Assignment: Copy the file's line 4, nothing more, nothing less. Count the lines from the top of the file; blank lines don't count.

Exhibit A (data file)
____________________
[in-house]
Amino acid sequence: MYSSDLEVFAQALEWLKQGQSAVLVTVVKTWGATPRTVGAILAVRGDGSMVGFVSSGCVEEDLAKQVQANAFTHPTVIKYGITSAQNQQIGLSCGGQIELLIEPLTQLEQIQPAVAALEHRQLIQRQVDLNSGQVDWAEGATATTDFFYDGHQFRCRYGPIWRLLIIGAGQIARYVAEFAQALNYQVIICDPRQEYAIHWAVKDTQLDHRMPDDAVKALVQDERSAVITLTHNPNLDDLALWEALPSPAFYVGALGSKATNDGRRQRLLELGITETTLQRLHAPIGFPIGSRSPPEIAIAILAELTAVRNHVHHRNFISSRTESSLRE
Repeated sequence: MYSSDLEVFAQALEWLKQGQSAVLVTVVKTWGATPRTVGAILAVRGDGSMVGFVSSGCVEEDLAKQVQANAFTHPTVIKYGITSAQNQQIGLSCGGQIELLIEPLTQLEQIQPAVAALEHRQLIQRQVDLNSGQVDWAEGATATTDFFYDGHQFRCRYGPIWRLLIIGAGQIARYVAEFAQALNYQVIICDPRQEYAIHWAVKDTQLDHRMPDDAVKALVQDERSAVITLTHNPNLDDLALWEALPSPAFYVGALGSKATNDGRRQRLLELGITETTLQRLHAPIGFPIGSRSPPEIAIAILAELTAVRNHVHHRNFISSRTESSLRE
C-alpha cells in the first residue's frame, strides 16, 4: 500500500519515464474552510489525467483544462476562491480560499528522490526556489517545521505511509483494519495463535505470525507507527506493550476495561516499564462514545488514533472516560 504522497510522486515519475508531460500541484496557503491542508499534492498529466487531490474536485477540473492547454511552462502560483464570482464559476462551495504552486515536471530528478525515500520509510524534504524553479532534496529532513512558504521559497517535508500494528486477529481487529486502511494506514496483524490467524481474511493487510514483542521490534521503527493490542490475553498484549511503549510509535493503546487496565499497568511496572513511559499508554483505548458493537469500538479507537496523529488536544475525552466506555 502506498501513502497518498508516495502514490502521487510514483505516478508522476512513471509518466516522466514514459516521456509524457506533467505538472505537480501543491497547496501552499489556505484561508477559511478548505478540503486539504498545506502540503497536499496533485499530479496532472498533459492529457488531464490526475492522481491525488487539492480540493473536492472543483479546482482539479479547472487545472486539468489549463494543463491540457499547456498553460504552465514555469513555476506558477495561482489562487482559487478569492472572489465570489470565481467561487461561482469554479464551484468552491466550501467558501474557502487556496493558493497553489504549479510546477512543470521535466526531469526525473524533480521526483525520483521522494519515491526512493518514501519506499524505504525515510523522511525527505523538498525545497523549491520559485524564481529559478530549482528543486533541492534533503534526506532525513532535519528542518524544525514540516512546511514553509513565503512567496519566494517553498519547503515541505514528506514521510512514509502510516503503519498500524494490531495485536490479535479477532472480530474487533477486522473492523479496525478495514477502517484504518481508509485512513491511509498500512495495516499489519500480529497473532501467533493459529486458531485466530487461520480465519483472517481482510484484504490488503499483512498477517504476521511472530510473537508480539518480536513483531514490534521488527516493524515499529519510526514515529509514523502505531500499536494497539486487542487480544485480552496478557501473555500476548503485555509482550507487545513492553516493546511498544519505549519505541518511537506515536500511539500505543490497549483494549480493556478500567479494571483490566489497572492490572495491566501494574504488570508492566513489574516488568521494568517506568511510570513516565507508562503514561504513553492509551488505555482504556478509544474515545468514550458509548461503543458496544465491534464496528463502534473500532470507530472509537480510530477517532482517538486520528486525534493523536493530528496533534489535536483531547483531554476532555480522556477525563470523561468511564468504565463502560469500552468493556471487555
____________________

C-alpha cells in the first residue's frame, strides 16, 4: 500500500519515464474552510489525467483544462476562491480560499528522490526556489517545521505511509483494519495463535505470525507507527506493550476495561516499564462514545488514533472516560 504522497510522486515519475508531460500541484496557503491542508499534492498529466487531490474536485477540473492547454511552462502560483464570482464559476462551495504552486515536471530528478525515500520509510524534504524553479532534496529532513512558504521559497517535508500494528486477529481487529486502511494506514496483524490467524481474511493487510514483542521490534521503527493490542490475553498484549511503549510509535493503546487496565499497568511496572513511559499508554483505548458493537469500538479507537496523529488536544475525552466506555 502506498501513502497518498508516495502514490502521487510514483505516478508522476512513471509518466516522466514514459516521456509524457506533467505538472505537480501543491497547496501552499489556505484561508477559511478548505478540503486539504498545506502540503497536499496533485499530479496532472498533459492529457488531464490526475492522481491525488487539492480540493473536492472543483479546482482539479479547472487545472486539468489549463494543463491540457499547456498553460504552465514555469513555476506558477495561482489562487482559487478569492472572489465570489470565481467561487461561482469554479464551484468552491466550501467558501474557502487556496493558493497553489504549479510546477512543470521535466526531469526525473524533480521526483525520483521522494519515491526512493518514501519506499524505504525515510523522511525527505523538498525545497523549491520559485524564481529559478530549482528543486533541492534533503534526506532525513532535519528542518524544525514540516512546511514553509513565503512567496519566494517553498519547503515541505514528506514521510512514509502510516503503519498500524494490531495485536490479535479477532472480530474487533477486522473492523479496525478495514477502517484504518481508509485512513491511509498500512495495516499489519500480529497473532501467533493459529486458531485466530487461520480465519483472517481482510484484504490488503499483512498477517504476521511472530510473537508480539518480536513483531514490534521488527516493524515499529519510526514515529509514523502505531500499536494497539486487542487480544485480552496478557501473555500476548503485555509482550507487545513492553516493546511498544519505549519505541518511537506515536500511539500505543490497549483494549480493556478500567479494571483490566489497572492490572495491566501494574504488570508492566513489574516488568521494568517506568511510570513516565507508562503514561504513553492509551488505555482504556478509544474515545468514550458509548461503543458496544465491534464496528463502534473500532470507530472509537480510530477517532482517538486520528486525534493523536493530528496533534489535536483531547483531554476532555480522556477525563470523561468511564468504565463502560469500552468493556471487555